Your home page is going to be called index.htm, but after that the naming convention is all up to you. Now search engines don't just
check and register the content of your website, they also register the file names for example the page you are on now is
http://hostbg.eu/articles/filenames.htm so even if you were just given this link and didn't have a clue what was on the page,
you could guess that it was an article about filenames maybe?
Compare this to Amazon I picked a random page from the site the url was
Ok we know the site is amazon, we are in a section called 'books-used-books-text-books' then maybe the 'b' means books starting with 'b'.
After that we might as well go back to solving wave equations for Quantum Mechanics 101. It was actually the first page of their books section
but you knew that right?
The point I am trying to make is, not only can your filenames and structure help visitors around the site,
it can also help the search engines when they crawl your site.
Throughout the series of guides we are going to use a fictional website that together we will optimise for the search engines. www.thegudlife.com. Which in fact
not so ficitonal but my other passion in life of trying to grow my own food and be a bit more self reliant (I don't like the word sufficient).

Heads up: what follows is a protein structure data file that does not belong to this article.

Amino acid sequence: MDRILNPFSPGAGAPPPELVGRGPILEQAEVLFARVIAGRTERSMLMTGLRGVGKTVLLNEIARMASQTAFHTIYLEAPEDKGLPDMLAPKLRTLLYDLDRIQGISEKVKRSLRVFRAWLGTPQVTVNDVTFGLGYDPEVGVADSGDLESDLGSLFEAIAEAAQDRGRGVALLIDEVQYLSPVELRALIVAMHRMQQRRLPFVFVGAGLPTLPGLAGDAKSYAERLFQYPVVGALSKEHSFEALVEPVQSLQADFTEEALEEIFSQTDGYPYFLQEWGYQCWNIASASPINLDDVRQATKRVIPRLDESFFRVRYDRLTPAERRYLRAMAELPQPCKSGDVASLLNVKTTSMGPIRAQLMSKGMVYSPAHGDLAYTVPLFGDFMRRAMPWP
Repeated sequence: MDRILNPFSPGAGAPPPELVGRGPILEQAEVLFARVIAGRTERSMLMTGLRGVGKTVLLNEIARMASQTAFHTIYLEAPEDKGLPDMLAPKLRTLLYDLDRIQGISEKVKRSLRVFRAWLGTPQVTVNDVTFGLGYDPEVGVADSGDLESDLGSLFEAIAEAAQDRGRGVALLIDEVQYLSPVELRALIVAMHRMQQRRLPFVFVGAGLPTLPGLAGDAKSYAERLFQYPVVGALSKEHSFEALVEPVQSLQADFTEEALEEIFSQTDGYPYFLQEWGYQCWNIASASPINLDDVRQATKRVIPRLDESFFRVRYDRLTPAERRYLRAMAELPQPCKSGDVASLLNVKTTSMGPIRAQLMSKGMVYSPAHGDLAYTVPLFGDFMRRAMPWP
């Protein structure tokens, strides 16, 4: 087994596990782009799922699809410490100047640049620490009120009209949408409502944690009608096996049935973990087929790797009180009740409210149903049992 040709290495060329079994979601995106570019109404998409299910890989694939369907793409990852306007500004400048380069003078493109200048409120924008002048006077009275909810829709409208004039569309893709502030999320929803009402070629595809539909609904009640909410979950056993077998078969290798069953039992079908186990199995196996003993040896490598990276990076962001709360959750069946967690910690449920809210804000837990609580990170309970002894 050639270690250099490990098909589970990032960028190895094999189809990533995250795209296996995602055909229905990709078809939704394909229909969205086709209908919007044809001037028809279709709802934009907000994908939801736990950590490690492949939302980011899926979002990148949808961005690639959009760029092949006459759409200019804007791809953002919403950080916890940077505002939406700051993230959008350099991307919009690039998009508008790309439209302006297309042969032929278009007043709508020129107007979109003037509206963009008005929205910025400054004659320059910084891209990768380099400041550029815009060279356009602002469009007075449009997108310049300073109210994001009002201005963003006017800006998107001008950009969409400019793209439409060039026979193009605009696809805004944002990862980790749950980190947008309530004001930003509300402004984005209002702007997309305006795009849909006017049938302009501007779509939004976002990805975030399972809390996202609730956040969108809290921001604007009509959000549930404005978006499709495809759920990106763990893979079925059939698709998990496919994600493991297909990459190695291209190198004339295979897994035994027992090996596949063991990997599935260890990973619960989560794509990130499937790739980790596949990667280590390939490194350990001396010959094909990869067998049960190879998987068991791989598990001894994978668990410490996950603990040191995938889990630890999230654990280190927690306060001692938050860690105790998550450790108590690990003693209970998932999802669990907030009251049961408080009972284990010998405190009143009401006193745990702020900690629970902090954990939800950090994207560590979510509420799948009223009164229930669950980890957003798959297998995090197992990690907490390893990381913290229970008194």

Here is a picture of the files in the root of the thegudlife.com's web server.
Apart from the index page there is also, an images folder, no guesses whats in there. There is also a folder called 'Grow' this contains all the
articles I have written about my difficulties of growing certain types of food etc.
Not only does this type of layout make adding more pages and links to those pages easier, it is logically set out so the visitor, and the search engines
can easily navigate and crawl the pages.
Do not use generic page names, like page1, page2, page3, etc these are meaningless not only to you and me but also to search engines, just think of all the other
Page1's you will be competing against. Do you want your page be displayed like this on google:
Now we've tidied up our file names so they all logically fit together, we have changed all our links in our page.
The next step is to check the title of the page. This is the bit in the code that reads (from www.gudlife.com)
Compare that to 1 of many thousand that I found, not only that but this is the lead line in your search engine display.
Will you be visiting their site? Maybe not. You should try and make the title of each as you want it to appear in the search listing.
Make it relevant to the content on the page. Do this for all your pages.
The creation of a sitemap is a good way of letting search engines know the names of all the webpages and images that are contained
in your site. This does not guarantee that they will list them, but you know for sure that they know they are there and will be included
when the search engines crawl through the net.
There are many free bits of software out there that will do this for you, as I am old fashioned I prefer to list mine in a simple text file
called sitemap.txt which sits in the root of the web directory (where your index page is), I then let the search engines know where this is
and they automatically upload it periodically. For example the sitmap for this site is here. It
is just a list of the pages within the site. You will edd to inform the searchengines where it is and what it is called. Just search for submit sitemap
in the search engine. They may require you to place a metatag to prove you own the site on you index page though. More about metatags coming up!